I'm in Newberry- are you a student?
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A.G. Snowstalker
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« Reply #8 on: May 01, 2012, 02:41:12 pm »
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Both are disrespectful actions which should be completely legal.
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Indy Texas
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« Reply #9 on: May 01, 2012, 03:15:38 pm »
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There is a difference between something being illegal and something being generally viewed as wrong by most of society. It's "wrong" to burn a Koran but it shouldn't be illegal. It's "wrong" to burn a flag but it shouldn't be illegal. It's wrong to say you're going to meet someone for lunch and then never show up, but that shouldn't be illegal.
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Chaddyr23
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« Reply #10 on: May 01, 2012, 03:20:36 pm »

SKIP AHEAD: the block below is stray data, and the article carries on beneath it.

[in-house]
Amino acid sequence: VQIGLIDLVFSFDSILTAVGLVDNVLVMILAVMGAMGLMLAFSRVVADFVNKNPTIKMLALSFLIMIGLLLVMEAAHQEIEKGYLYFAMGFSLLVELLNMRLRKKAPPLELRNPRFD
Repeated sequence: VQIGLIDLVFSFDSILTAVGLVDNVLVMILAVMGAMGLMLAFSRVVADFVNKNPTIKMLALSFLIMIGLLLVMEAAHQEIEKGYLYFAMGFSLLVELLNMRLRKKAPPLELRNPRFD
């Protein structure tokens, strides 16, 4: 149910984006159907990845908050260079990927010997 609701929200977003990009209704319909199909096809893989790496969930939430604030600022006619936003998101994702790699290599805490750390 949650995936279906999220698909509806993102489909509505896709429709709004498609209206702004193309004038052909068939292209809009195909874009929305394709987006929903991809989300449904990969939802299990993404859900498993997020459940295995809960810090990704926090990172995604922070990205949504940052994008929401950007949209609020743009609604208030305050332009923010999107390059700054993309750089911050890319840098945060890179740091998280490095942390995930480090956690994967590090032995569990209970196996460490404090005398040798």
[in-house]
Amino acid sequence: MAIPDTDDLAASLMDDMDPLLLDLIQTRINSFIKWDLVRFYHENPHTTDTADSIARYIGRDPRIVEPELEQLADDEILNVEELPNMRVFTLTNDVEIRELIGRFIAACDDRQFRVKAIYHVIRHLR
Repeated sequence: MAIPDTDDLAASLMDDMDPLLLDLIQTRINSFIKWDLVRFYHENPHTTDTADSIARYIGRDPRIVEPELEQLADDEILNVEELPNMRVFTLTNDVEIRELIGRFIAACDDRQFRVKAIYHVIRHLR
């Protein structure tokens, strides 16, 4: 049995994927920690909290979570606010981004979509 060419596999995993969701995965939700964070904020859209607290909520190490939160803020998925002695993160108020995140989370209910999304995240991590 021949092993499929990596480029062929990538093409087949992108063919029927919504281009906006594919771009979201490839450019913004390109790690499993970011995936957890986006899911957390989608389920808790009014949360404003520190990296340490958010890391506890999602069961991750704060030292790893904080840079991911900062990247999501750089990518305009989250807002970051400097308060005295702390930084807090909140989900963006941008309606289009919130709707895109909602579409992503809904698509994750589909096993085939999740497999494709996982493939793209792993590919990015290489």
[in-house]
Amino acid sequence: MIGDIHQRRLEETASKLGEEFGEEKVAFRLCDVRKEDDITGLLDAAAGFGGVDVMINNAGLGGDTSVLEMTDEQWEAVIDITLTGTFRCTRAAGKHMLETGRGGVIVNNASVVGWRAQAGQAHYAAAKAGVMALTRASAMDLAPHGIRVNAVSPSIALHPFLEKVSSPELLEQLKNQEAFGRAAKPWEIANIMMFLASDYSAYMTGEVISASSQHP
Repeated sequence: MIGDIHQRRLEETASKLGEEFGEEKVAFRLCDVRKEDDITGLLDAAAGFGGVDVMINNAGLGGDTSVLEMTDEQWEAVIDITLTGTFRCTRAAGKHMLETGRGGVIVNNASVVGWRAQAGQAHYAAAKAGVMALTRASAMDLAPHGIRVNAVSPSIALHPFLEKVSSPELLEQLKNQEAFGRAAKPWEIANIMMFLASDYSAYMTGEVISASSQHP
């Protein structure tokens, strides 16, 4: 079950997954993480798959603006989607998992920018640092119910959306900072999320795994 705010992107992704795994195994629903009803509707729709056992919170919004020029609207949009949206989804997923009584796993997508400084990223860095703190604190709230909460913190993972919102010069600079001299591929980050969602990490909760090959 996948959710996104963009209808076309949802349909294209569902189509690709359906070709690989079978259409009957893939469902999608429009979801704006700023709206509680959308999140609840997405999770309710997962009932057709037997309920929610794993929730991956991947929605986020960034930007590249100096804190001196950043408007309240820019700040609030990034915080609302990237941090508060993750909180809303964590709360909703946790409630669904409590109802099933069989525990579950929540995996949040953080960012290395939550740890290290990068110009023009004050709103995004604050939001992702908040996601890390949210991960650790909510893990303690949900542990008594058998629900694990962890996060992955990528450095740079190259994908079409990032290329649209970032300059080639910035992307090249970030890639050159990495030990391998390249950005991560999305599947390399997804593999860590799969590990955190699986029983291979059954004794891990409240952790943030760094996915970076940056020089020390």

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Woah you're in North Central FL?! I'm in Gainesville.
Anyways, I can care less what Pastor Terry Jones wanted to burn. There's no law saying he can't burn it but there's consequences that will happen, same thing with flag burning. However, I think he should be free to burn whatever he wants whether it's the flag or The Koran.
I'm in Newberry- are you a student?

Yeah Im a 3rd year Chem-E major at UF.
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Grumps
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« Reply #11 on: May 01, 2012, 03:21:08 pm »
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Both are wrong, because it's nothing more than real-life trolling.  I guess it should still be allowed though; freedom of expression and so forth.

This ^^^^^^  Inks should infract them 10 points a book/flag Smiley
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Hatman
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« Reply #12 on: May 01, 2012, 03:37:20 pm »
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Burning the Koran puts a lot more people's lives in jeopardy.
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« Reply #13 on: May 01, 2012, 03:41:18 pm »
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Both practices are silly and cliched, but that's the worst that I can say about them.
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« Reply #14 on: May 01, 2012, 03:48:16 pm »